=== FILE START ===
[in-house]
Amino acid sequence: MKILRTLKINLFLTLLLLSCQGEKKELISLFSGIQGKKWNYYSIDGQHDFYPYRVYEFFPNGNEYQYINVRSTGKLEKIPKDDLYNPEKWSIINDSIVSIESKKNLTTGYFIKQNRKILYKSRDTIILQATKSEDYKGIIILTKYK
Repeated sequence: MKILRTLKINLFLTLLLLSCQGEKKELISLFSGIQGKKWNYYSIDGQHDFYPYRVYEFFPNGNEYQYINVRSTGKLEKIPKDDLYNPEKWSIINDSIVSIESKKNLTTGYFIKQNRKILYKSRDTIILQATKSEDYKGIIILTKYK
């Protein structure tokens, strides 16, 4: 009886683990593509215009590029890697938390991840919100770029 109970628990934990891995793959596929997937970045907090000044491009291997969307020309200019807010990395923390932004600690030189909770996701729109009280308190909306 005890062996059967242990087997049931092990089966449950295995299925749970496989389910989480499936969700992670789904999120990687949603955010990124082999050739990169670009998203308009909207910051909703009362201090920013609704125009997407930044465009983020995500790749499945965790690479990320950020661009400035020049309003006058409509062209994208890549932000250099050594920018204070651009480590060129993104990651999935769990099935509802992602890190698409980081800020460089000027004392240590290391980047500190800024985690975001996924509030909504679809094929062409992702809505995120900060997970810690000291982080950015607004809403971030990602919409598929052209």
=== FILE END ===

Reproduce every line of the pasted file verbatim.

[in-house]
Amino acid sequence: MKILRTLKINLFLTLLLLSCQGEKKELISLFSGIQGKKWNYYSIDGQHDFYPYRVYEFFPNGNEYQYINVRSTGKLEKIPKDDLYNPEKWSIINDSIVSIESKKNLTTGYFIKQNRKILYKSRDTIILQATKSEDYKGIIILTKYK
Repeated sequence: MKILRTLKINLFLTLLLLSCQGEKKELISLFSGIQGKKWNYYSIDGQHDFYPYRVYEFFPNGNEYQYINVRSTGKLEKIPKDDLYNPEKWSIINDSIVSIESKKNLTTGYFIKQNRKILYKSRDTIILQATKSEDYKGIIILTKYK
């Protein structure tokens, strides 16, 4: 009886683990593509215009590029890697938390991840919100770029 109970628990934990891995793959596929997937970045907090000044491009291997969307020309200019807010990395923390932004600690030189909770996701729109009280308190909306 005890062996059967242990087997049931092990089966449950295995299925749970496989389910989480499936969700992670789904999120990687949603955010990124082999050739990169670009998203308009909207910051909703009362201090920013609704125009997407930044465009983020995500790749499945965790690479990320950020661009400035020049309003006058409509062209994208890549932000250099050594920018204070651009480590060129993104990651999935769990099935509802992602890190698409980081800020460089000027004392240590290391980047500190800024985690975001996924509030909504679809094929062409992702809505995120900060997970810690000291982080950015607004809403971030990602919409598929052209």